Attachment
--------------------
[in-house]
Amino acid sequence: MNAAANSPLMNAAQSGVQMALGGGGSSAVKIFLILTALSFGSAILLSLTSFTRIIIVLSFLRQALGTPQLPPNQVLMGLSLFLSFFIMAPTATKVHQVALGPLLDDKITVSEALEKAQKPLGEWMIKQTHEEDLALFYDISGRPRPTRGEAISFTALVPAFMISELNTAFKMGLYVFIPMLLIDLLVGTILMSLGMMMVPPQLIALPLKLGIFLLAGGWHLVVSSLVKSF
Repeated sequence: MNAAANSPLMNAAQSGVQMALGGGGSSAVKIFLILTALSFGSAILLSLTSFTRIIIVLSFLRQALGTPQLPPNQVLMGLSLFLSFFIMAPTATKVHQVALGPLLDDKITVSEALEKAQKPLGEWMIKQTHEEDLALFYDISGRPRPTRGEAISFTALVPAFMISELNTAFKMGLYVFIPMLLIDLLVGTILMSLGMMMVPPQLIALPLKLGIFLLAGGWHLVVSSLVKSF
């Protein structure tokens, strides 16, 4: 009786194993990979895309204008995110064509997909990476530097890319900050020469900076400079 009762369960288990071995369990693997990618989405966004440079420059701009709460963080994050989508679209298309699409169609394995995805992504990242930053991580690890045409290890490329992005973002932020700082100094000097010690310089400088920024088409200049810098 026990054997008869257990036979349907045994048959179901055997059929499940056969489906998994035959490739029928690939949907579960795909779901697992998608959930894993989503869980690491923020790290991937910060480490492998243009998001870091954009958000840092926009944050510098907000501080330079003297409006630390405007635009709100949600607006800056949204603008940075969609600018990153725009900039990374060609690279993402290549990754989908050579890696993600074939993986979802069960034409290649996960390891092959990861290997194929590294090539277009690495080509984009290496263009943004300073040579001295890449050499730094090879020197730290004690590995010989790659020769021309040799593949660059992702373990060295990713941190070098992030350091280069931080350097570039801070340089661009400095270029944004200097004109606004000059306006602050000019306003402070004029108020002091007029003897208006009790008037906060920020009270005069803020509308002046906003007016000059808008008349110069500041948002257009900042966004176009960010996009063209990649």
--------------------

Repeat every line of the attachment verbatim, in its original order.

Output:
[in-house]
Amino acid sequence: MNAAANSPLMNAAQSGVQMALGGGGSSAVKIFLILTALSFGSAILLSLTSFTRIIIVLSFLRQALGTPQLPPNQVLMGLSLFLSFFIMAPTATKVHQVALGPLLDDKITVSEALEKAQKPLGEWMIKQTHEEDLALFYDISGRPRPTRGEAISFTALVPAFMISELNTAFKMGLYVFIPMLLIDLLVGTILMSLGMMMVPPQLIALPLKLGIFLLAGGWHLVVSSLVKSF
Repeated sequence: MNAAANSPLMNAAQSGVQMALGGGGSSAVKIFLILTALSFGSAILLSLTSFTRIIIVLSFLRQALGTPQLPPNQVLMGLSLFLSFFIMAPTATKVHQVALGPLLDDKITVSEALEKAQKPLGEWMIKQTHEEDLALFYDISGRPRPTRGEAISFTALVPAFMISELNTAFKMGLYVFIPMLLIDLLVGTILMSLGMMMVPPQLIALPLKLGIFLLAGGWHLVVSSLVKSF
């Protein structure tokens, strides 16, 4: 009786194993990979895309204008995110064509997909990476530097890319900050020469900076400079 009762369960288990071995369990693997990618989405966004440079420059701009709460963080994050989508679209298309699409169609394995995805992504990242930053991580690890045409290890490329992005973002932020700082100094000097010690310089400088920024088409200049810098 026990054997008869257990036979349907045994048959179901055997059929499940056969489906998994035959490739029928690939949907579960795909779901697992998608959930894993989503869980690491923020790290991937910060480490492998243009998001870091954009958000840092926009944050510098907000501080330079003297409006630390405007635009709100949600607006800056949204603008940075969609600018990153725009900039990374060609690279993402290549990754989908050579890696993600074939993986979802069960034409290649996960390891092959990861290997194929590294090539277009690495080509984009290496263009943004300073040579001295890449050499730094090879020197730290004690590995010989790659020769021309040799593949660059992702373990060295990713941190070098992030350091280069931080350097570039801070340089661009400095270029944004200097004109606004000059306006602050000019306003402070004029108020002091007029003897208006009790008037906060920020009270005069803020509308002046906003007016000059808008008349110069500041948002257009900042966004176009960010996009063209990649």